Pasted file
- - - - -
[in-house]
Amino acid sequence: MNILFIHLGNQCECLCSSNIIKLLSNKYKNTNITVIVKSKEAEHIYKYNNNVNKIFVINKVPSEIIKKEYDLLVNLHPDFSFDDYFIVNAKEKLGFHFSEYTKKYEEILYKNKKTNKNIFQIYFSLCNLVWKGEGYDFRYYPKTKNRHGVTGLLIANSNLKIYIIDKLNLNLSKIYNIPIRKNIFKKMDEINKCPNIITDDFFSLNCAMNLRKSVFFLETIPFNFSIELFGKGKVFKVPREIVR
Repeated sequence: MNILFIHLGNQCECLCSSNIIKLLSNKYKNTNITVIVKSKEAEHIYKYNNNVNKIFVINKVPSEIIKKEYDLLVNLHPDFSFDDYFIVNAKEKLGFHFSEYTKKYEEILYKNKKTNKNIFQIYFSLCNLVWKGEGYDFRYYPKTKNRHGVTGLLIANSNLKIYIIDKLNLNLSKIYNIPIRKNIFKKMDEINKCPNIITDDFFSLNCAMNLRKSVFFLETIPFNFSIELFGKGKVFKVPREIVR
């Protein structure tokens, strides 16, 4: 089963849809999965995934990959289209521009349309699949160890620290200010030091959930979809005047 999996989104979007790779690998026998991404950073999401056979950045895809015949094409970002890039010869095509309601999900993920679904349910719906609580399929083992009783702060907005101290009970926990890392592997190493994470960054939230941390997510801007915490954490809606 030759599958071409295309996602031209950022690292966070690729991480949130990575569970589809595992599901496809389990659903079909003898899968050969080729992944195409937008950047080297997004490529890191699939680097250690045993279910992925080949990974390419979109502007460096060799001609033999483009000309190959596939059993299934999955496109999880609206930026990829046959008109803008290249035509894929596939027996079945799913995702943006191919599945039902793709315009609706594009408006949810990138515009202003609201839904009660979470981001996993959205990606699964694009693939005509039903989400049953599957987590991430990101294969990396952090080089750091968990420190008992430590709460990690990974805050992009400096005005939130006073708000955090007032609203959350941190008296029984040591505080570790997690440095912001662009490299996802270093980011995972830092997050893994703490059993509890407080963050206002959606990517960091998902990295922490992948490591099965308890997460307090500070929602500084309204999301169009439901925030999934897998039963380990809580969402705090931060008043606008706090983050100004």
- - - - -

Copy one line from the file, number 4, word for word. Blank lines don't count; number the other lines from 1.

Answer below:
């Protein structure tokens, strides 16, 4: 089963849809999965995934990959289209521009349309699949160890620290200010030091959930979809005047 999996989104979007790779690998026998991404950073999401056979950045895809015949094409970002890039010869095509309601999900993920679904349910719906609580399929083992009783702060907005101290009970926990890392592997190493994470960054939230941390997510801007915490954490809606 030759599958071409295309996602031209950022690292966070690729991480949130990575569970589809595992599901496809389990659903079909003898899968050969080729992944195409937008950047080297997004490529890191699939680097250690045993279910992925080949990974390419979109502007460096060799001609033999483009000309190959596939059993299934999955496109999880609206930026990829046959008109803008290249035509894929596939027996079945799913995702943006191919599945039902793709315009609706594009408006949810990138515009202003609201839904009660979470981001996993959205990606699964694009693939005509039903989400049953599957987590991430990101294969990396952090080089750091968990420190008992430590709460990690990974805050992009400096005005939130006073708000955090007032609203959350941190008296029984040591505080570790997690440095912001662009490299996802270093980011995972830092997050893994703490059993509890407080963050206002959606990517960091998902990295922490992948490591099965308890997460307090500070929602500084309204999301169009439901925030999934897998039963380990809580969402705090931060008043606008706090983050100004």